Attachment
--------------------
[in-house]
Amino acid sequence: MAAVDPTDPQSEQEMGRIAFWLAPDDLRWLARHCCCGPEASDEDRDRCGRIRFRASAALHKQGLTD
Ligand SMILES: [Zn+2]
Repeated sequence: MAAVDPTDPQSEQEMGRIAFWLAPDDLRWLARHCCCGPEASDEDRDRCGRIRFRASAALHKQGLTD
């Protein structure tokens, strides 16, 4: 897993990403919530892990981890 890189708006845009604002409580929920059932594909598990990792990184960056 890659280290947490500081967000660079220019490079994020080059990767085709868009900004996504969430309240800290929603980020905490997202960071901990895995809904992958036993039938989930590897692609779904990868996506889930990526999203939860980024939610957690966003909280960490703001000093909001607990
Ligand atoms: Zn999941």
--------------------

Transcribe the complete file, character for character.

[in-house]
Amino acid sequence: MAAVDPTDPQSEQEMGRIAFWLAPDDLRWLARHCCCGPEASDEDRDRCGRIRFRASAALHKQGLTD
Ligand SMILES: [Zn+2]
Repeated sequence: MAAVDPTDPQSEQEMGRIAFWLAPDDLRWLARHCCCGPEASDEDRDRCGRIRFRASAALHKQGLTD
């Protein structure tokens, strides 16, 4: 897993990403919530892990981890 890189708006845009604002409580929920059932594909598990990792990184960056 890659280290947490500081967000660079220019490079994020080059990767085709868009900004996504969430309240800290929603980020905490997202960071901990895995809904992958036993039938989930590897692609779904990868996506889930990526999203939860980024939610957690966003909280960490703001000093909001607990
Ligand atoms: Zn999941």